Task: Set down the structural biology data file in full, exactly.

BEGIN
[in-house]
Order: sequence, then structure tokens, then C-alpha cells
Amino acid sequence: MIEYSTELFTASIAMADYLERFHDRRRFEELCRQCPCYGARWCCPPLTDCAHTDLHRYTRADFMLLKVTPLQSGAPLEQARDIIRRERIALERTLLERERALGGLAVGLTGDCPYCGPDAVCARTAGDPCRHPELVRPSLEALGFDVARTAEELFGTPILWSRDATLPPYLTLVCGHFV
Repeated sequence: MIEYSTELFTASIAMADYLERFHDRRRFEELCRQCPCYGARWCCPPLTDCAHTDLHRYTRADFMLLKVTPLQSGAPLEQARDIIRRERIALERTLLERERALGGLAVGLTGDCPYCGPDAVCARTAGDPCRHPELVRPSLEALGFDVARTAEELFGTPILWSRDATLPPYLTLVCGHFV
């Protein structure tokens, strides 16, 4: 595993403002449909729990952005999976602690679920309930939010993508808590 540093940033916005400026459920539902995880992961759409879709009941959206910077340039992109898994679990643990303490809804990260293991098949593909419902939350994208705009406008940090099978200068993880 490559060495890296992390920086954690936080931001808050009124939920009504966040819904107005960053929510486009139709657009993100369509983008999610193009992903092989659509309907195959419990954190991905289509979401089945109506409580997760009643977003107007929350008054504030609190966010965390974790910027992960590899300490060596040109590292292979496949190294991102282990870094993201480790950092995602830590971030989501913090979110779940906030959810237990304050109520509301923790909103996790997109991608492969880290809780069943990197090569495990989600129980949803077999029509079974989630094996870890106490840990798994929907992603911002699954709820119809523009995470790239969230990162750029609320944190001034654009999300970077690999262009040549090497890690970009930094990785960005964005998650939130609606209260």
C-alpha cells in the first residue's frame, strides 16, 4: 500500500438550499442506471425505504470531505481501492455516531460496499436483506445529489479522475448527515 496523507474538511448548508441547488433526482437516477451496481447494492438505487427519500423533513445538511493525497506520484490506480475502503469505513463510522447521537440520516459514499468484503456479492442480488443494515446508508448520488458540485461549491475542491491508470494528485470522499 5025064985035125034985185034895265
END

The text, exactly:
[in-house]
Order: sequence, then structure tokens, then C-alpha cells
Amino acid sequence: MIEYSTELFTASIAMADYLERFHDRRRFEELCRQCPCYGARWCCPPLTDCAHTDLHRYTRADFMLLKVTPLQSGAPLEQARDIIRRERIALERTLLERERALGGLAVGLTGDCPYCGPDAVCARTAGDPCRHPELVRPSLEALGFDVARTAEELFGTPILWSRDATLPPYLTLVCGHFV
Repeated sequence: MIEYSTELFTASIAMADYLERFHDRRRFEELCRQCPCYGARWCCPPLTDCAHTDLHRYTRADFMLLKVTPLQSGAPLEQARDIIRRERIALERTLLERERALGGLAVGLTGDCPYCGPDAVCARTAGDPCRHPELVRPSLEALGFDVARTAEELFGTPILWSRDATLPPYLTLVCGHFV
């Protein structure tokens, strides 16, 4: 595993403002449909729990952005999976602690679920309930939010993508808590 540093940033916005400026459920539902995880992961759409879709009941959206910077340039992109898994679990643990303490809804990260293991098949593909419902939350994208705009406008940090099978200068993880 490559060495890296992390920086954690936080931001808050009124939920009504966040819904107005960053929510486009139709657009993100369509983008999610193009992903092989659509309907195959419990954190991905289509979401089945109506409580997760009643977003107007929350008054504030609190966010965390974790910027992960590899300490060596040109590292292979496949190294991102282990870094993201480790950092995602830590971030989501913090979110779940906030959810237990304050109520509301923790909103996790997109991608492969880290809780069943990197090569495990989600129980949803077999029509079974989630094996870890106490840990798994929907992603911002699954709820119809523009995470790239969230990162750029609320944190001034654009999300970077690999262009040549090497890690970009930094990785960005964005998650939130609606209260």
C-alpha cells in the first residue's frame, strides 16, 4: 500500500438550499442506471425505504470531505481501492455516531460496499436483506445529489479522475448527515 496523507474538511448548508441547488433526482437516477451496481447494492438505487427519500423533513445538511493525497506520484490506480475502503469505513463510522447521537440520516459514499468484503456479492442480488443494515446508508448520488458540485461549491475542491491508470494528485470522499 5025064985035125034985185034895265